IMPORTANT ANNOUNCEMENT FOR OUR READERS!
AskPFEPlat is in the process of a transformation to the new Core Infrastructure and Security TechCommunity, and will be moving by the end of March 2019 to our new home at https://aka.ms/CISTechComm (hosted at https://techcommunity.microsoft.com). Please bear with us while we are still under construction!
We will continue bringing you the same great content, from the same great contributors, on our new platform. Until then, you can access our new content on either https://aka.ms/askpfeplat as you do today, or at our new site https://aka.ms/CISTechComm. Please feel free to update your bookmarks accordingly!
Why are we doing this? Simple really; we are looking to expand our team internally in order to provide you even more great content, as well as take on a more proactive role in the future with our readers (more to come on that later)! Since our team encompasses many more roles than Premier Field Engineers these days, we felt it was also time we reflected that initial expansion.
If you have never visited the TechCommunity site, it can be found at https://techcommunity.microsoft.com. On the TechCommunity site, you will find numerous technical communities across many topics, which include discussion areas, along with blog content.
NOTE: In addition to the AskPFEPlat-to-Core Infrastructure and Security transformation, Premier Field Engineers from all technology areas will be working together to expand the TechCommunity site even further, joining together in the technology agnostic Premier Field Engineering TechCommunity (along with Core Infrastructure and Security), which can be found at https://aka.ms/PFETechComm!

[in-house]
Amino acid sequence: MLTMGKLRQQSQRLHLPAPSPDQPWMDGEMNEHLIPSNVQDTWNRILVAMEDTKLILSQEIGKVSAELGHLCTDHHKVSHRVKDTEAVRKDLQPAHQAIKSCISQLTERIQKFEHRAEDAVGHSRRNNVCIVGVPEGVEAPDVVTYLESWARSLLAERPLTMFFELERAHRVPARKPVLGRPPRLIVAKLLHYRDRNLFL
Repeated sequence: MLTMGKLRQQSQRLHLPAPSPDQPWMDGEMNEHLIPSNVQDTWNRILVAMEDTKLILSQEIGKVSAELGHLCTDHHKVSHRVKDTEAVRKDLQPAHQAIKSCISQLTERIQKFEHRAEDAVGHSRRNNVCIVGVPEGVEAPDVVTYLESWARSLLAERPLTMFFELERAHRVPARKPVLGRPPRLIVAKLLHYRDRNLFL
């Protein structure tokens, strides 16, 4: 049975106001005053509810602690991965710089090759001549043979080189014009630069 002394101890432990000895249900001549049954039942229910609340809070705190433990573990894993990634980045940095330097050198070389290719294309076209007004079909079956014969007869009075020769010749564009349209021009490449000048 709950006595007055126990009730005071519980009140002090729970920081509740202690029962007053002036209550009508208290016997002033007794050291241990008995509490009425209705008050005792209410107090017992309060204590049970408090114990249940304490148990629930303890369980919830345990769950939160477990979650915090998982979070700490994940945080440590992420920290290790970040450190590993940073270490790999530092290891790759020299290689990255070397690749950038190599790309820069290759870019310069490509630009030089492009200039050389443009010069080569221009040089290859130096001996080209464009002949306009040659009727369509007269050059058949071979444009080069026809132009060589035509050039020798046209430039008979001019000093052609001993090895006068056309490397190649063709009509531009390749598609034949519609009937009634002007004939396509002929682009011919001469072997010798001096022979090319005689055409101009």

As always, thank you for continuing to read the Core Infrastructure and Security (AskPFEPlat) blog, and we look forward to providing you more great content well into the future!
Hello, Jeff “The Dude” Stokes here for an installment on a very important topic. Why should I not disable the task scheduler in Windows?
Long, long ago in the annals of IT history, the Task Scheduler was a poorly understood component of Windows. “What does it do?” We’d wonder…
Fast forward to today and now, the Task Scheduler is still a poorly understood component of Windows. “What does it do and why can’t I disable it to be secure?” We ask…
We have heard about some changes in Vista and Windows 7 regarding the task scheduler, but really, why not disable the dang thing to be more secure or increase system performance?
Because disabling the task scheduler does not make your system more secure, nor does it increase system performance. In fact, it makes your system less secure in Windows 8, and in Windows 7 and 8 makes performance worse, especially over time.
In Windows 7 the Task Scheduler is responsible for background health and cleaning processes such as optimizing prefetch and readyboot for instance. It also handles light defragmentation runs on the system.
In Windows 8, it’s even more important. It optimizes the start menu…
What else? File History is task scheduler based.
Bluetooth device cleanup (when you unpair a device)
Cleaning up Application Temporary Files as well
How about making sure the file system is healthy? Yeah that’s a task, too.
Run RAID sets on your machine? You’ll want task scheduler.
How about Windows Updates?
So let’s leave the Task Scheduler Service alone in our quest for security hardening and go pick on more interesting things like Anti-Virus and Data Loss Prevention kits.
So remember, Relax, don’t do it. Don’t disable the task scheduler!
For more information on the Task Scheduler see below:
Task Scheduler Changes in Windows Vista and Windows Server 2008 – Part One
Task Scheduler Changes in Windows Vista and Windows Server 2008 – Part Two
Task Scheduler Changes in Windows Vista and Windows Server 2008 – Part Three
Two Minute Drill – Quickly test Task Scheduler
What’s New in Task Scheduler for Windows 8 & Server 2012
Update 11/3/2013 -Mark Morowczynski
How To Configure Clustered Tasks with Windows Server 2012
Jeff “The Dude” Stokes